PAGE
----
Waiting For You
As the years have mellowed me, I have come to realize that all of us who have taken the leap to embrace Thailand have put ourselves at risk of being personally changed – possibly forever – by the experiences that many of us took lightly. Some of us were the victims and some of us were the perpetrators of events that, sometimes, would have been better to avoid – but it is in the nature of who we are to always want something for nothing – more than we would have had – or to take risks. There is no such thing as a free lunch.
The title of the sub is the name of the third-last CD made by Gordon Lightfoot and released in 1993, out of a total of 20 releases as vinyl LP or CDs of mostly his original compositions in a lifetime of writing and performing. I have, fortunately, just found this CD languishing in a great pile of Thai discs on one of my computer stations – so I really started to listen to what is written there. Some of these songs were those I often played on stage – but that is quite a while ago now.
The following are two verses from "Only Love Would Know" – track 4 on the disc.
Does the light of passion still burn bright?
Only love would know – my imagination
Tells me I'm a pent-up fool
In the deep end of the pool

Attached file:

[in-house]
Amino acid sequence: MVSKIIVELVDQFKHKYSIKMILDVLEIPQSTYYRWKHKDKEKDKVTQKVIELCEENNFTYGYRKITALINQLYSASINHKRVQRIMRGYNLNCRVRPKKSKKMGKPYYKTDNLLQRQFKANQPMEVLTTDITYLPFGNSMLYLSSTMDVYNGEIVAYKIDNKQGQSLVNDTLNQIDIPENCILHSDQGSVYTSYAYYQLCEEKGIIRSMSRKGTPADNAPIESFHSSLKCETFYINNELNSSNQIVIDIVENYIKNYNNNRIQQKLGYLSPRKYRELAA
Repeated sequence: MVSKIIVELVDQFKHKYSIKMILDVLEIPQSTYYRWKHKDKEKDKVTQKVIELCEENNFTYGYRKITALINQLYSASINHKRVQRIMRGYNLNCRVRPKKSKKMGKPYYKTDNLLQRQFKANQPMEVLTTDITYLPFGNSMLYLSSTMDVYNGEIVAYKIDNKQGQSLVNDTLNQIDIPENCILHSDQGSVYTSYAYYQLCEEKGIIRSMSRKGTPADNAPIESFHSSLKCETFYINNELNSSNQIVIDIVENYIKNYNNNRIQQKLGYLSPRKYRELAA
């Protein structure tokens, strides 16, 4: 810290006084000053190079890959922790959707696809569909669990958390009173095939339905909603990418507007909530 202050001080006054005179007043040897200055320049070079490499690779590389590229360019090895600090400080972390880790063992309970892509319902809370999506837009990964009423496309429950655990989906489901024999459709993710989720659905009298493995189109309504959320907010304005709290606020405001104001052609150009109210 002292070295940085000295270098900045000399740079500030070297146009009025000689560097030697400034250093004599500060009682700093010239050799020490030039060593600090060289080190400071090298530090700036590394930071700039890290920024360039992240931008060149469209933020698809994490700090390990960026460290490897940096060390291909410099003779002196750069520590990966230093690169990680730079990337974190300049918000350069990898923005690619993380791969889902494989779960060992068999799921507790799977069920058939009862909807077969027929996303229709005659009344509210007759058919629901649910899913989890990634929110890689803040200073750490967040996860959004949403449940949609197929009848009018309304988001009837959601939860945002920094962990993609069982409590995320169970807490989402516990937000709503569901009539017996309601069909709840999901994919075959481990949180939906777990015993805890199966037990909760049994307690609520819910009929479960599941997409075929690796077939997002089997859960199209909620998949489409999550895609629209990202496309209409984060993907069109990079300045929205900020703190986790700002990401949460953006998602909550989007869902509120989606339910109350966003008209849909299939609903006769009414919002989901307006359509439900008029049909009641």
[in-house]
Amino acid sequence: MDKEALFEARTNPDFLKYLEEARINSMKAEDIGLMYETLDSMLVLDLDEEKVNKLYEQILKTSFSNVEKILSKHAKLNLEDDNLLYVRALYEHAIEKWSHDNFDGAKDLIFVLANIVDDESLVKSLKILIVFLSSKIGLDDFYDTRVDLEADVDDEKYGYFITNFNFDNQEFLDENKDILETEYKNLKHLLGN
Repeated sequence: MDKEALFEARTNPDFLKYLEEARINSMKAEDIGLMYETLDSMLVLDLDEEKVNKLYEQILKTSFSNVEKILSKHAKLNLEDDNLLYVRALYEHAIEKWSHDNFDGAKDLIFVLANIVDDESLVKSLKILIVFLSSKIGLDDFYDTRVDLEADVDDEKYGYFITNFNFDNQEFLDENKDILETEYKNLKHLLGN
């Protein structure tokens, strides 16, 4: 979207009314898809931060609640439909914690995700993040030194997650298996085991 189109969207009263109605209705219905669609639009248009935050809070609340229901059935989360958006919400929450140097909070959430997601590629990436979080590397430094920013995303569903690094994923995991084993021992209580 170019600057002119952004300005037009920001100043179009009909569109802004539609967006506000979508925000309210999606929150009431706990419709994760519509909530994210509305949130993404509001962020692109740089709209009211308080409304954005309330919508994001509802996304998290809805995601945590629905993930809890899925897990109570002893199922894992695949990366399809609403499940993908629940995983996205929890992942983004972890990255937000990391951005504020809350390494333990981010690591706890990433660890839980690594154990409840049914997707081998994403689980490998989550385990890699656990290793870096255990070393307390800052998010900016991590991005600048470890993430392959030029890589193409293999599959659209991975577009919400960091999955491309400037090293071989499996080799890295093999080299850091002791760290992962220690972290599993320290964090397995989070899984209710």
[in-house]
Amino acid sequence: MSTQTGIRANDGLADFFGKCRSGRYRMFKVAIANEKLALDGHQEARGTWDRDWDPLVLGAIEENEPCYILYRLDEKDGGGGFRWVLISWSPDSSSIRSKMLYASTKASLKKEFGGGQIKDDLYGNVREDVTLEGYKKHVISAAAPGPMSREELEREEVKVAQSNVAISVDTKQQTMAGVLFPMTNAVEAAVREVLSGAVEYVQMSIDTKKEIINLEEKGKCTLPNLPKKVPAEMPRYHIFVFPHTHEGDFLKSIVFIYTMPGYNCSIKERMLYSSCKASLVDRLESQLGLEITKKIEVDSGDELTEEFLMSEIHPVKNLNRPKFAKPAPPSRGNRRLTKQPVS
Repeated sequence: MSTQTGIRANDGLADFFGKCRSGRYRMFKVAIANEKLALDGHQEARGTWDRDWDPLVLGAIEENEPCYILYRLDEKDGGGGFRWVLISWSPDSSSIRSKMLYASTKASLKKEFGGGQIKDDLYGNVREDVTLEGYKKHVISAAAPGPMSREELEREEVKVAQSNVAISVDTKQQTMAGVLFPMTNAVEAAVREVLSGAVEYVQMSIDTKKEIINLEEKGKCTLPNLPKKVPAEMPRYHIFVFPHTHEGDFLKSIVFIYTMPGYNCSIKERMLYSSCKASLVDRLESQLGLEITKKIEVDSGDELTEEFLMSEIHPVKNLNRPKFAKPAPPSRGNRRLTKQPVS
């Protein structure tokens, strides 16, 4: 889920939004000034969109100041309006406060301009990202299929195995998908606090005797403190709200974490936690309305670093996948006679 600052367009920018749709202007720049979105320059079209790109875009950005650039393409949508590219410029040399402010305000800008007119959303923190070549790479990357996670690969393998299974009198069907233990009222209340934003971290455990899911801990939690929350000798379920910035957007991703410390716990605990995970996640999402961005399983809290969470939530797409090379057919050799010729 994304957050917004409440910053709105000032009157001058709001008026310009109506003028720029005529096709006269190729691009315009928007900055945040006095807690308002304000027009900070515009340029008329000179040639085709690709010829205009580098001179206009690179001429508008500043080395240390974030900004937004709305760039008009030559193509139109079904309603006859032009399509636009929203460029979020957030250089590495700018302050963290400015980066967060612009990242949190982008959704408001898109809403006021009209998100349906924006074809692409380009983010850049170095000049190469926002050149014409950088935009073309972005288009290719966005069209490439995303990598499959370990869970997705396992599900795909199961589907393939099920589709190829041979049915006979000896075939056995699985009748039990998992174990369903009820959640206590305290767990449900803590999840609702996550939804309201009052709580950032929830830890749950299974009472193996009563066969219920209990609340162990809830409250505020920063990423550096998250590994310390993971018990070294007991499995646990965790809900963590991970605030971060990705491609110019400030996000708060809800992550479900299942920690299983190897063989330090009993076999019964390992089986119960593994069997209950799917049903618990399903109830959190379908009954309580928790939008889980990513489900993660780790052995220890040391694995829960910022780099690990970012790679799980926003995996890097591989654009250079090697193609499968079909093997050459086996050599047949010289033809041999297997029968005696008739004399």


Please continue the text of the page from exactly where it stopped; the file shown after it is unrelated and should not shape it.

Is the light of passion burnin' tonight?
Only love would know – only love would know
She lives on the other side, you wanna know the reason why
She arrives at promises and you believe in what she says
Everywhere you go
Sure sounds familiar, doesn't it? Perhaps dear old "Gordie" has done the Thailand exercise as the monger – or is it that women are the same, irrespective of whether they are Asian or any other variety? As he says – only love would know.
Now, I know there are many out there who hold deep resentment for having been on the losing side of a relationship that turned turtle – but the reality is that the risk was always present and there are no guarantees from either side of the equation. Love is a gamble.
Is the light of passion burnin' bright?
Everywhere you go – only love would know
You think you've been wronged again
Oh what a way to treat a friend
She belongs to other eyes and surely you must realize
She ain't the kind who would soon step aside
Pay any dues at the expense of her pride
Everywhere she goes – only love would know
As I scrolled down the lyric list and opened each song in turn, it became clear to me that so many of these songs, from this disc, adequately describe the emotions felt at one time or another in Thailand. The one that springs to mind, immediately, is the Farang who sends a regular remittance from home to his intended one – not knowing that she is telling the same story to two or three other fools who are doing the same for her. She is probably still living with her useless Thai boyfriend, paying off his motorcycle and picking up the tab on his drug habit.
This next set of lyrics was written by Bob Dylan. The song is track 2 on the disc.
"Ring Them Bells"
Ring them bells ye heathen from the city that dreams
Ring them bells from the sanctuaries, 'cross the valleys and streams
For they're deep and they're wide, and the world's on its side
And time is a'runnin' backwards and so is the bride